The provencal bean soup was really refreshing and healthy, it was definitely a good one. All of these soups are so easy to make, it’s just a matter of frying some veg, pouring in the stock and simmering it for a while: no cream to be made, no intricate timing. This one was so lovely on a summery (well, by Manchester’s standards) day. Incidentally, I also love anything with the word “provencal” in the title, because I first encountered it in Beauty and the Beast when Belle bemoaned her “poor, provencal town”, and I thought it was a synonym for ‘boring’. Boring bean soup for everyone!
The aubergine and tomato soup was absolutely amazing! It was the best of the bunch, and definitely one I plan to bring into regular rotation. It was easy and quick to make, but very flavoursome. The herbs gave it a really wonderful taste, and the cooked vegetables were tender and delicious. The photo just doesn’t do it justice.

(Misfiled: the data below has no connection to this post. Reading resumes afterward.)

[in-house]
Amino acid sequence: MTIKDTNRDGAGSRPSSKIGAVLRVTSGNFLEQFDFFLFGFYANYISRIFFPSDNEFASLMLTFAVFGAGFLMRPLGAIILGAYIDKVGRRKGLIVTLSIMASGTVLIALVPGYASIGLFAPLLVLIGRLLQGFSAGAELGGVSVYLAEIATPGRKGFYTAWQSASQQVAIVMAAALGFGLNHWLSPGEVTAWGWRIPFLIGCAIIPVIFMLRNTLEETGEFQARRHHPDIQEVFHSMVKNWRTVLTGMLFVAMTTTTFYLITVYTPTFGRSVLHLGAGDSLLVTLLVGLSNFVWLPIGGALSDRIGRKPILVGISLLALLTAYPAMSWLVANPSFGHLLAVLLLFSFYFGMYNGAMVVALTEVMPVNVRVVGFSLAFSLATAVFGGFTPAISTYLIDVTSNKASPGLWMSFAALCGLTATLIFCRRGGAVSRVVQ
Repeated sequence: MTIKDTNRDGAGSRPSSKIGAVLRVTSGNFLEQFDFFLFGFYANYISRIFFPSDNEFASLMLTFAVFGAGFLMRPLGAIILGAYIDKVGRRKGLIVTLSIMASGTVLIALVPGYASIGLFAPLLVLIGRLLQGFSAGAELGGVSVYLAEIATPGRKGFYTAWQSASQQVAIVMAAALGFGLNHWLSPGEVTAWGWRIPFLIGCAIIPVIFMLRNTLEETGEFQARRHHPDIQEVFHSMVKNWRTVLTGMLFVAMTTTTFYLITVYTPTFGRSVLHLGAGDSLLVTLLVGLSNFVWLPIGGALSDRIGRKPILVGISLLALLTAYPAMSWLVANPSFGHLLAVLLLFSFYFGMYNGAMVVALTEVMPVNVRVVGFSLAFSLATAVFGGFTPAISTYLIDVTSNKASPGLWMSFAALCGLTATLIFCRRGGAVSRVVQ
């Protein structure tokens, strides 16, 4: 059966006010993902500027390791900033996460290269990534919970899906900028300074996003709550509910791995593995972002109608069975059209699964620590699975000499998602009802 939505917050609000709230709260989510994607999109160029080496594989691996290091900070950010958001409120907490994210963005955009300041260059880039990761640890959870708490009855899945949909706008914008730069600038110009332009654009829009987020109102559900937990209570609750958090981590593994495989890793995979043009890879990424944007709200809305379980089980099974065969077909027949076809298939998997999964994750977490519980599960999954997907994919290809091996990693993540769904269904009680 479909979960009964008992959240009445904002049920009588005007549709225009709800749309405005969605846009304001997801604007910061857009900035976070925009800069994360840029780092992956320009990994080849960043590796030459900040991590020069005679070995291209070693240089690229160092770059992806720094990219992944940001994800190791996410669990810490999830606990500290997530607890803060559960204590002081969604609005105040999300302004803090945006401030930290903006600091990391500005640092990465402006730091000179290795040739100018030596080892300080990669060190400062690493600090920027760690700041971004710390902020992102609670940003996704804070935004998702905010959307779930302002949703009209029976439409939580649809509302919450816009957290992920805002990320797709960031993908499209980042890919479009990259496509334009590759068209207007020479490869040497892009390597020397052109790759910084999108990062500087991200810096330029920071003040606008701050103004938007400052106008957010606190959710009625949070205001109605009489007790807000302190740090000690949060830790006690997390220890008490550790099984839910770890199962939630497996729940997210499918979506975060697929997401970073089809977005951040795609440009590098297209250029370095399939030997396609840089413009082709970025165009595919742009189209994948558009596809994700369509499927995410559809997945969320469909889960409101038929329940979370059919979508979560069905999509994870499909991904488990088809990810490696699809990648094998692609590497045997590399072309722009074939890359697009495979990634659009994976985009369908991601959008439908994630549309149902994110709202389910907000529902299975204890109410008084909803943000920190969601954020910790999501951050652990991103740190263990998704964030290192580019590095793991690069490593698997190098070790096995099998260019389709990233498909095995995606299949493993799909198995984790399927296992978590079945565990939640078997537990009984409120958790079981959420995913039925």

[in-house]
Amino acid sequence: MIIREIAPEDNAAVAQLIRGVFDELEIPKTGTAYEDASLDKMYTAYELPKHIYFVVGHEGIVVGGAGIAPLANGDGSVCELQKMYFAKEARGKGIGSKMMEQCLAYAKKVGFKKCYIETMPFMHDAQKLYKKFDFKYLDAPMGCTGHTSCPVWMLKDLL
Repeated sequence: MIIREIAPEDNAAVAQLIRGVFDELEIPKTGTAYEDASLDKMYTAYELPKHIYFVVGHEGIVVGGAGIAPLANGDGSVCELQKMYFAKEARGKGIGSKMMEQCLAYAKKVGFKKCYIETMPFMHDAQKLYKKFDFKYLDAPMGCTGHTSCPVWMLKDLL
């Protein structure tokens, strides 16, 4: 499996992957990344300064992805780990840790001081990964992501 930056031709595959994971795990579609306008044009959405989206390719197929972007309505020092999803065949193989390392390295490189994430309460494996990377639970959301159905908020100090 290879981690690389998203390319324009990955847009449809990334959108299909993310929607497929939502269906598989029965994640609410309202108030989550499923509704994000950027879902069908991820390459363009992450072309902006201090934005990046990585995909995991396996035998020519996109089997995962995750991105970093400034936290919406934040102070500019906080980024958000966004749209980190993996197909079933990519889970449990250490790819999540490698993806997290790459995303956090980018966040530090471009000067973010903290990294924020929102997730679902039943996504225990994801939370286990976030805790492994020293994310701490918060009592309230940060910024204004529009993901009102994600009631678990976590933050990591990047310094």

And the pistou soup was similary spectacular. It was closer to a stew in the end, so chock-full of good stuff: veg, pasta, pesto. In a bout of laziness, I opened a jar of vegan pesto rather than whizzing up my own. It was easy to make, and easy to devour!
Another packed lunch I made was the aubergine and lentil salad. Aubergines are amongst my favourite vegetables, and they really added a lovely flavour to this. The aubergines and red onion are fried, and tossed with the nice fresh tomato, soft puy lentils, red wine vinegar, mixed herbs and garlic oil. It’s easy to make and is a nice refreshing lunch, but would be a lovely side salad as well.